Knud Holmboe Journalist, Danish

Knud Holmboe was born in 1902 as the son of an obscure Danish Businessman. He chose a career in journalism as a means of escape from a smug middle-class materialism which, with his strongly adventurous and unconventional nature, he abhorred. At the age of only eighteen, his first foray into print appeared with the Copenhagen newspaper Dagens Nyheder:

A sketch of the nomadic reindeer-herders of the Lappland, an area which in those days remained almost untouched by modernity. Other commissions soon followed, but his love of remote places could not long be suppressed.

It was to break surface again in 1924, when he set foot for the first time on Muslim soil. A successful series of articles on the French war against the Riff mountaineers of Morocco quickly formed the nucleus of a book, in which the young and idealistic reporter vividly portrays a small but brutal colonial war.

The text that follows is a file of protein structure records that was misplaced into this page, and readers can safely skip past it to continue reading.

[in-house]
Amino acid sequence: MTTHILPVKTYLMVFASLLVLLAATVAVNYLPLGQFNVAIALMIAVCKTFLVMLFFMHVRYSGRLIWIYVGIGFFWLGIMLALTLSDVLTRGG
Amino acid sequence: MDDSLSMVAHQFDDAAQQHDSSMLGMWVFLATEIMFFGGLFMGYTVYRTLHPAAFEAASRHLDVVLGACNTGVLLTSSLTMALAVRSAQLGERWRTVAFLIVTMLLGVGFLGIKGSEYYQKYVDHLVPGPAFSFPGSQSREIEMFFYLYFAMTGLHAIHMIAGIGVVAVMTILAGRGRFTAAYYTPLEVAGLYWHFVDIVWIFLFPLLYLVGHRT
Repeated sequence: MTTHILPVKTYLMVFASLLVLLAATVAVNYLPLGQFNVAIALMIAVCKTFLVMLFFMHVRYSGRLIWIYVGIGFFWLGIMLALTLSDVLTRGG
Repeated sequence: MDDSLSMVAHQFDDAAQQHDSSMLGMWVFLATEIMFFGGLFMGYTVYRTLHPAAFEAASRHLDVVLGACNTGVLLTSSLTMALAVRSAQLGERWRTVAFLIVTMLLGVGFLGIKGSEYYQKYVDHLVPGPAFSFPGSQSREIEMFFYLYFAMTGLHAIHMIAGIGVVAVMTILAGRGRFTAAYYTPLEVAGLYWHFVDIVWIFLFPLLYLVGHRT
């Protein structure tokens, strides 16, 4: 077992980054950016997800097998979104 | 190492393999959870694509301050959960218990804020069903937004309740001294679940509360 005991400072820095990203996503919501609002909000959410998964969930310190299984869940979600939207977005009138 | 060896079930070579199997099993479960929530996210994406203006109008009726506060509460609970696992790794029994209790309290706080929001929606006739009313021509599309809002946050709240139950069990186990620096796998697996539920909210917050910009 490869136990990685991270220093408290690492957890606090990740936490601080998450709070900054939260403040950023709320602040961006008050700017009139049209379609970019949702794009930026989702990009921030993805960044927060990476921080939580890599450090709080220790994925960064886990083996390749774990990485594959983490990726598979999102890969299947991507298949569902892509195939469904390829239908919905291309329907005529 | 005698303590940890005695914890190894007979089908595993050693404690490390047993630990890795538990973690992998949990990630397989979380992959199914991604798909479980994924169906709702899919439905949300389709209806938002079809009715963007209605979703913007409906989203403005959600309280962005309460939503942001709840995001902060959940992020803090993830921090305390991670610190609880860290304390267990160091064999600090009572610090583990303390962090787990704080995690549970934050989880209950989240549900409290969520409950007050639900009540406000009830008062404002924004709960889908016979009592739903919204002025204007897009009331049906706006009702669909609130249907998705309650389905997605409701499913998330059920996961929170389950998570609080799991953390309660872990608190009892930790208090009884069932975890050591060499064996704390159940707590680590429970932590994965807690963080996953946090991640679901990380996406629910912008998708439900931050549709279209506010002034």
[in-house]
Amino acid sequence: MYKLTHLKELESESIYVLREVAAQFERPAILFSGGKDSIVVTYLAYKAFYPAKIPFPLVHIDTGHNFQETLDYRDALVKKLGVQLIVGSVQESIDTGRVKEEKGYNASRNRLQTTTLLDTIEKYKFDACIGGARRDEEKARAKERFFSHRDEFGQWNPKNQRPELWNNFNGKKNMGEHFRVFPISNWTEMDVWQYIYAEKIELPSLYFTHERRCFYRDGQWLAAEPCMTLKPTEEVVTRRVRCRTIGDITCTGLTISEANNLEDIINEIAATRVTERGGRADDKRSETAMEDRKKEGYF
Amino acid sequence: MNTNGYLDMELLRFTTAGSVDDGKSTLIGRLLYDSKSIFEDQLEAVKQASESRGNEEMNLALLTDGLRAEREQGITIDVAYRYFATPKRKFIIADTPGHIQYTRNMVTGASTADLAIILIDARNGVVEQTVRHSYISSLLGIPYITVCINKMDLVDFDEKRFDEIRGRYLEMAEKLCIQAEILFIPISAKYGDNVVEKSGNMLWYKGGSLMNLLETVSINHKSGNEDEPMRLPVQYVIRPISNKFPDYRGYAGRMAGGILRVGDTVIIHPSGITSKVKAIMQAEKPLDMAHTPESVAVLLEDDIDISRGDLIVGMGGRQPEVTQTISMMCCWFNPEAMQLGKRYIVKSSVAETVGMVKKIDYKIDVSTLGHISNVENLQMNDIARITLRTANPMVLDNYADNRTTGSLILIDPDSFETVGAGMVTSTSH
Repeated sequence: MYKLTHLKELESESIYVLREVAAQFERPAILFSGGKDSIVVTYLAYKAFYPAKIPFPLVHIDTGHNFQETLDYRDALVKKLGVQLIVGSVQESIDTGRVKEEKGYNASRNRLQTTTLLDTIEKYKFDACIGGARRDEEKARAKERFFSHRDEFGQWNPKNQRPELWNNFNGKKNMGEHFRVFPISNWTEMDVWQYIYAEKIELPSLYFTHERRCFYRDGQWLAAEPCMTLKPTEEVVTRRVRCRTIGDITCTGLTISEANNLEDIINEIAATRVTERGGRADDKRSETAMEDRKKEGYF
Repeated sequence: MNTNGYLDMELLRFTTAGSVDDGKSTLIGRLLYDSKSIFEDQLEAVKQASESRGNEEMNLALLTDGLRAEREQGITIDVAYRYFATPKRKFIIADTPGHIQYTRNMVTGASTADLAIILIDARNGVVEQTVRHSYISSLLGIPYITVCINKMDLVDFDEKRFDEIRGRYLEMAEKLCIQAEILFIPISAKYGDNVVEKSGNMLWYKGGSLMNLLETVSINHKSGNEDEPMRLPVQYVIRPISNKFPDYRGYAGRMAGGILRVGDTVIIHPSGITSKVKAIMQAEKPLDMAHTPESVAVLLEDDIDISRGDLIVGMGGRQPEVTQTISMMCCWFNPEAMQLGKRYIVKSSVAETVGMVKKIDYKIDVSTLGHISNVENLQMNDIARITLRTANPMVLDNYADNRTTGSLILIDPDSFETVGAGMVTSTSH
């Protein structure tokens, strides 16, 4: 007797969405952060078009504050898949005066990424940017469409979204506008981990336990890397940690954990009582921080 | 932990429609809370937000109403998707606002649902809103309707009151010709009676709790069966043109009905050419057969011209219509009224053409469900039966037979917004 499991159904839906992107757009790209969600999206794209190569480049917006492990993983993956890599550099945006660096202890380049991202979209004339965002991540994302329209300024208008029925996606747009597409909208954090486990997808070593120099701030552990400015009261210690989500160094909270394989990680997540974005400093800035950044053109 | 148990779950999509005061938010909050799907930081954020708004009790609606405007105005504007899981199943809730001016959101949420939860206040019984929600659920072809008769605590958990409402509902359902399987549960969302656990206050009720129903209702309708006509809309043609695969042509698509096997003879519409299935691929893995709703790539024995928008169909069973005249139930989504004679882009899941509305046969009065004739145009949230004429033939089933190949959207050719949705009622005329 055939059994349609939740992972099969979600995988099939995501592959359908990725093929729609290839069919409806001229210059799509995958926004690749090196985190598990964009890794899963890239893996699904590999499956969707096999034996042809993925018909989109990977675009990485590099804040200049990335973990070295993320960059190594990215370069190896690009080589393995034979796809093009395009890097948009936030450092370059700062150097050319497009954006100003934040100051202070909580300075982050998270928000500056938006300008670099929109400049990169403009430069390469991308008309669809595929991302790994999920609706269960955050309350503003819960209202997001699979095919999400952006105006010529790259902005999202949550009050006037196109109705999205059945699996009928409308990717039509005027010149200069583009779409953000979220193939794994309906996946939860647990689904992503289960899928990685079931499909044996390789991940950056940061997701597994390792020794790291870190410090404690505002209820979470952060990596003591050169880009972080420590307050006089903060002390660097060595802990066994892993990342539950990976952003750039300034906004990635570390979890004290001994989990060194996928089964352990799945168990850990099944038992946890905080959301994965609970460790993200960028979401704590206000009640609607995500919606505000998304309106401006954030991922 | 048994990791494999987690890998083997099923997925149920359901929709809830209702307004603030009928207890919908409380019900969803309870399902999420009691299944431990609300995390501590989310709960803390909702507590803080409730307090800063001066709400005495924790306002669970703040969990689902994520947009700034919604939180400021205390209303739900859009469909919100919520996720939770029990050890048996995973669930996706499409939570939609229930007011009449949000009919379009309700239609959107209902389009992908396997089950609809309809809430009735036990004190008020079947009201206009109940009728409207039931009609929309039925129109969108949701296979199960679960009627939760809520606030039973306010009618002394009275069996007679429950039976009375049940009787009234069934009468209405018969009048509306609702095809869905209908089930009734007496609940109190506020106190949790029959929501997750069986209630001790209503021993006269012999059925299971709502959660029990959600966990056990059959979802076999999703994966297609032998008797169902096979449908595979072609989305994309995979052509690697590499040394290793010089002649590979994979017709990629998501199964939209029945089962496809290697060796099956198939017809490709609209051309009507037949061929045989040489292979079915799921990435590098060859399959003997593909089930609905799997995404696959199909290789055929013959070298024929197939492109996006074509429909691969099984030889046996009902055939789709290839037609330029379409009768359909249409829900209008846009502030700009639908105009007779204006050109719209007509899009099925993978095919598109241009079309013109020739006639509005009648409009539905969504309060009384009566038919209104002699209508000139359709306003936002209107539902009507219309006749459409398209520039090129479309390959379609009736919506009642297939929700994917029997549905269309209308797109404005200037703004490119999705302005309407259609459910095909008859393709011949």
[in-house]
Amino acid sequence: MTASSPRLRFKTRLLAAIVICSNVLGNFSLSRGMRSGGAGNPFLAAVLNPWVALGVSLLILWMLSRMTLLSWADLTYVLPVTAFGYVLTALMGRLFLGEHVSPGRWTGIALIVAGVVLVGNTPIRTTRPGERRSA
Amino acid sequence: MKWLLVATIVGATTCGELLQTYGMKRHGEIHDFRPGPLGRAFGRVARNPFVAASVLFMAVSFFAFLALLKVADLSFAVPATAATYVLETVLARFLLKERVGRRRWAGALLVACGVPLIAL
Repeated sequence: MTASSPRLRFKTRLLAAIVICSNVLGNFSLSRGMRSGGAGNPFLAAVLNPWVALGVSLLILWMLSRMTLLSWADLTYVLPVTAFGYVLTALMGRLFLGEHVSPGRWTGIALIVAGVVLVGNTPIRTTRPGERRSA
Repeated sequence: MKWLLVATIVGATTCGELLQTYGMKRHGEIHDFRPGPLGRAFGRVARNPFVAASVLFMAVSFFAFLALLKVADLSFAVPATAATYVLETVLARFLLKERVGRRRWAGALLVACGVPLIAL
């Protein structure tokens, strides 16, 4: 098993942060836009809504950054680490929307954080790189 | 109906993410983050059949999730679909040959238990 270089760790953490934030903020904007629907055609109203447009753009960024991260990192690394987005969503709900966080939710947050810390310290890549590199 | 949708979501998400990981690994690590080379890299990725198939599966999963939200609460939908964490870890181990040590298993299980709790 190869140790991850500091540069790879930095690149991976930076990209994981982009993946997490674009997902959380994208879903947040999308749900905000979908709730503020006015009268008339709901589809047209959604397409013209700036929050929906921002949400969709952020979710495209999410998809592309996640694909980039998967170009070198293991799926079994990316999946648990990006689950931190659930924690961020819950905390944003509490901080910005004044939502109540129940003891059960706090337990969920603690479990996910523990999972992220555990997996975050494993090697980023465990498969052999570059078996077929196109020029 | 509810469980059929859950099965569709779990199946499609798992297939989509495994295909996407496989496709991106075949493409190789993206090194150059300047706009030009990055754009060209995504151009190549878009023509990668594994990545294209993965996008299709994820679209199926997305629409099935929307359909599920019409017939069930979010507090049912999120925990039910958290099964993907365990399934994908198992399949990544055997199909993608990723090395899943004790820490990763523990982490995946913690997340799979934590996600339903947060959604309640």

The revelation of European cruelty against the threadbare Muslim tribesmen of the Riff bore heavily on Holmboe’s conscience. Overtaken by a painful crisis of identity and faith, he gave up writing and sought refuge in a French moastery, with the intention of reading and reflecting on the large questions of history and religion which troubled him.

We do not know what he read; and indeed in those days of imperial and missionary confidences little enough was available which could present non-European cultures in a sympathetic light.

But something must have struck a chord, for a year on, we find him emerging from his retreat with his early interest in Islam confirmed. New peregrinations now took him East: to Persia, Iraq, and Turkey. He then spent time in the Balkans, where he no doubt sought out the Muslim communities which had survived the Balkan wars.

Although he gives no indication in his writings as to where his conversion took place, it may have been among the gentle and hospitable villagers of Muslim Europe that he made his decision to enter the fold of Islam.

Along with his enthusiastic love for his adopted faith, he shares key attitudes with other European Muslim writers of the time: individualism, objectivity, and a conspicuous lack of fanaticism.

In 1931 his life was ended abruptly with his brutal murder whilst travelling in Arabia.